Usual source of care. Having a usual source of care is another important part of access to care.

Figure 4.42. Children with special health care needs who have no usual source of health care by race, ethnicity, income, and parental education, 2001

Figure 4.42. CSHCN who have no usual source of health care by race, ethnicity, income, and parental education, 2001. Select Full Text Description [D] for details.

[D] Select for Full Text Description.

Source: National Survey of Children with Special Health Care Needs, 2001.

Reference population: Civilian noninstitutionalized population age 0 to 17 with special health care needs.

  • In 2001, the proportion of CSHCN reported as having no usual source of care was higher among black than white CSHCN, Hispanic than non-Hispanic white CSHCN, poor and near poor than high income CSHCN, and CSHCN whose parents had less than a high school education or were high school graduates than CSHCN whose parents had any college education (Figure 4.42).

Patient perceptions of need. CSHCN require many different types of health care services.

Figure 4.43. Children with special health care needs who reported any unmet needs for specific health care services in the past year by race, ethnicity, income, and parental education, 2001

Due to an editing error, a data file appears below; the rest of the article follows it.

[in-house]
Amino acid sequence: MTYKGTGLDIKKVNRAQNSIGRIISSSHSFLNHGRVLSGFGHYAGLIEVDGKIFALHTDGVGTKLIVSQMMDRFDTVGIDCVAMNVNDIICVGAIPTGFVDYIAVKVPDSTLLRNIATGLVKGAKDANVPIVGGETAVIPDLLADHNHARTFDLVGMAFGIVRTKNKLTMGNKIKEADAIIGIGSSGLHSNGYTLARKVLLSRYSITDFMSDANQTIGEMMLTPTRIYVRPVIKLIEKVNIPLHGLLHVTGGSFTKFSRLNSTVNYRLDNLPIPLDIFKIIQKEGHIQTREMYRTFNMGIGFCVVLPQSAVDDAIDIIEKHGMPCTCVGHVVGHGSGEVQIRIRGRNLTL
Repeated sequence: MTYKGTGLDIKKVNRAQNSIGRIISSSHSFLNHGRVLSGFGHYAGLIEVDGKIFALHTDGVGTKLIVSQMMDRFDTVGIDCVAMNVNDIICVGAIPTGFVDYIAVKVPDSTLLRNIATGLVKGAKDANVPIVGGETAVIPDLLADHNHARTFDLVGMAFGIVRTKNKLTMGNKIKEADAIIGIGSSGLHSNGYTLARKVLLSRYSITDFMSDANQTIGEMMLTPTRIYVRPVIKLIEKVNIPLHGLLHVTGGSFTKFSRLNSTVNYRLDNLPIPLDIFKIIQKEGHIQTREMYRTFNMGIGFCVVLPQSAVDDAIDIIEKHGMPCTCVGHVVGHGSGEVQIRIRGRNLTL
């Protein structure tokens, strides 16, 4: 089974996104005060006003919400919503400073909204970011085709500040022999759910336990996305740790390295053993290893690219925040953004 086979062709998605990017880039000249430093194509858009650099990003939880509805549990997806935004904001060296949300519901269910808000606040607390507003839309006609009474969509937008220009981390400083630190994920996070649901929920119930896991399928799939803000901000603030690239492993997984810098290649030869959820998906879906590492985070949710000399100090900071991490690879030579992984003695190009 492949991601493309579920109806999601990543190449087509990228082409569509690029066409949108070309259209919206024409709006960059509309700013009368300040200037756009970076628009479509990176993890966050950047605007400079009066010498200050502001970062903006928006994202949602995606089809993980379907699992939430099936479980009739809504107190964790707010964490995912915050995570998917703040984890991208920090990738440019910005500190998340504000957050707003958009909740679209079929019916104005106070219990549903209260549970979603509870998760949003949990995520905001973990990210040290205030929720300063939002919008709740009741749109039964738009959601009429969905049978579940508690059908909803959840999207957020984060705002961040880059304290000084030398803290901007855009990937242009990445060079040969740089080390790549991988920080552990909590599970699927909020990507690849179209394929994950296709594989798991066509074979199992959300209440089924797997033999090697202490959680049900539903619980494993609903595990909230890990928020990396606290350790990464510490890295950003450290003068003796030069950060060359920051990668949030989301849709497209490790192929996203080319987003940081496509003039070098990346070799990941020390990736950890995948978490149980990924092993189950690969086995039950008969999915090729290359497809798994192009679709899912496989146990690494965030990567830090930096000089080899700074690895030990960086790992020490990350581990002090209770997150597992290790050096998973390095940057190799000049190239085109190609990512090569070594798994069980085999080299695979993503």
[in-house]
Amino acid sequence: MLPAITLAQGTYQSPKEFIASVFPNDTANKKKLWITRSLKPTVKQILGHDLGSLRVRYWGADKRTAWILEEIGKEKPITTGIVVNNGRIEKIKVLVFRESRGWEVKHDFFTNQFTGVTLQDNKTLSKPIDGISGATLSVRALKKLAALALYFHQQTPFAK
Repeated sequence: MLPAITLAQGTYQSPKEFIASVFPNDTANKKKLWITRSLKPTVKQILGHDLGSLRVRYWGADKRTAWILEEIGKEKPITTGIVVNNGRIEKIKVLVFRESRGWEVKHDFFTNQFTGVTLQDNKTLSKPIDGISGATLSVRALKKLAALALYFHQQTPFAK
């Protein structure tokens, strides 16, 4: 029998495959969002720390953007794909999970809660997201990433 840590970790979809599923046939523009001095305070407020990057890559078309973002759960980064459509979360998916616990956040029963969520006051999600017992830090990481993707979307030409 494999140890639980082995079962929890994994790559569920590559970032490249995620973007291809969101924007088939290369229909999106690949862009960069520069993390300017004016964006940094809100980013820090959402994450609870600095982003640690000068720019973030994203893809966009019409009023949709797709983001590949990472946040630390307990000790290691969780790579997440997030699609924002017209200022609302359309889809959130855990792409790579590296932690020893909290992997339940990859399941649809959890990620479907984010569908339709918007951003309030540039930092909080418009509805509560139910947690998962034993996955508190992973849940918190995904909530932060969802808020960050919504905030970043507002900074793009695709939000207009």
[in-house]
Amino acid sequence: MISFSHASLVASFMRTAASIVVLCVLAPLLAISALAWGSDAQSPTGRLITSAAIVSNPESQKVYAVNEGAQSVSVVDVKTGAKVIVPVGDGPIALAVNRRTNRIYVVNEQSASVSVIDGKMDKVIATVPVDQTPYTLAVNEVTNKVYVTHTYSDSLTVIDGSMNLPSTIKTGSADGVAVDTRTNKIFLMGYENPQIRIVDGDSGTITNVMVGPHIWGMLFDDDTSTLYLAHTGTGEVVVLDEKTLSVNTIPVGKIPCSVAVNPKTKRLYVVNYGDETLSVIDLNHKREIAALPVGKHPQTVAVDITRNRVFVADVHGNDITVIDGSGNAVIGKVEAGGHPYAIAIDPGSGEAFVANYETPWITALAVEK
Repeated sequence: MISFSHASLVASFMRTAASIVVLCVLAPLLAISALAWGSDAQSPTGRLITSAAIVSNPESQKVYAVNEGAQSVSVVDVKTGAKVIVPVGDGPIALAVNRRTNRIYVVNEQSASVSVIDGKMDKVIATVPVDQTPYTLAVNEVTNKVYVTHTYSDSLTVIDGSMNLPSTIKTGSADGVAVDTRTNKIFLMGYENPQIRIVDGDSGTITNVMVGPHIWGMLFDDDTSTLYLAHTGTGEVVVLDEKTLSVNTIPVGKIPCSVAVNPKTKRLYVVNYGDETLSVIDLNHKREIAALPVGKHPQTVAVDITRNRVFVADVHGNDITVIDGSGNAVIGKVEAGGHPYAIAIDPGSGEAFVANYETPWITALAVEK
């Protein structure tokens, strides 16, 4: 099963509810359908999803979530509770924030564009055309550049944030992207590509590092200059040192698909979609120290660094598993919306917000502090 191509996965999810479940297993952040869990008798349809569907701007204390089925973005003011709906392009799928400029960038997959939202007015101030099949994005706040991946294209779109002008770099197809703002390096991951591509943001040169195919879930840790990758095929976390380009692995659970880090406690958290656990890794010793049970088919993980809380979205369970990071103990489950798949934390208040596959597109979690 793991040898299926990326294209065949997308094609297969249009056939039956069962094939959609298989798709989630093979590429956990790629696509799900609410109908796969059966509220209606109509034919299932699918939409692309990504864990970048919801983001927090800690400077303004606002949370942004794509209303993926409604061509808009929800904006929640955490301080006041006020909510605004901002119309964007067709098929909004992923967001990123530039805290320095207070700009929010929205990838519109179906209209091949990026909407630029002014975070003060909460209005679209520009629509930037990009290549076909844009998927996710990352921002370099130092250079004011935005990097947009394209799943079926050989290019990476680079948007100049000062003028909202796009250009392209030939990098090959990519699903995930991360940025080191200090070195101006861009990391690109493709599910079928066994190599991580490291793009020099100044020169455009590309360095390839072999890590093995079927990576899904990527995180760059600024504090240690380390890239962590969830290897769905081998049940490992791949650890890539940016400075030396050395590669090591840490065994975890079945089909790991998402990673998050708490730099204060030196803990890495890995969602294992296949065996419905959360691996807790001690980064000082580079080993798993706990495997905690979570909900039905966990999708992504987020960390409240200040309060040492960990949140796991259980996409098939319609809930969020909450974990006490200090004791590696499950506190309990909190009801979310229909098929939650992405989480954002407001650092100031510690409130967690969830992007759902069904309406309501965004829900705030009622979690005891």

Figure 4.43. CSHCN who reported any unmet needs for specific health care services in the past year by race, ethnicity, income, and parental education, 2001. Select Full Text Description [D] for details.

[D] Select for Full Text Description.

Source: National Survey of Children with Special Health Care Needs, 2001.

Reference population: Civilian noninstitutionalized population age 0 to 17 with special health care needs.

  • In 2001, the proportion of CSHCN reported as having unmet needs for specific health care services was higher among black, AI/AN, and multiple race CSHCN compared with white CSHCN; Hispanic compared with non-Hispanic white CSHCN; poor, near poor, and middle income compared with high income CSHCN; and CSHCN whose parents had less than a high school education compared with CSHCN whose parents had any college education (Figure 4.43).

Difficulty getting care. Children with special health care needs often require care from specialists.

Figure 4.44. Children with special health care needs needing specialty care who reported difficulty getting a referral in the past year by race, ethnicity, income, and parental education, 2001

Figure 4.44. CSHCN needing specialty care who reported difficulty getting a referral in the past year by race, ethnicity, income, and parental education, 2001. Select Full Text Description [D] for details.

[D] Select for Full Text Description.

Source: National Survey of Children with Special Health Care Needs, 2001.

Reference population: Civilian noninstitutionalized population age 0 to 17 with special health care needs who needed specialty care.

  • In 2001, the proportion of CSHCN needing specialty care reported as having difficulty getting a referral was higher among NHOPI compared with white CSHCN; Hispanic compared with non-Hispanic white CSHCN; poor and near poor compared with high income CSHCN; and CSHCN whose parents had less than a high school education compared with CSHCN whose parents had any college education (Figure 4.44). Black-white differences were not significant.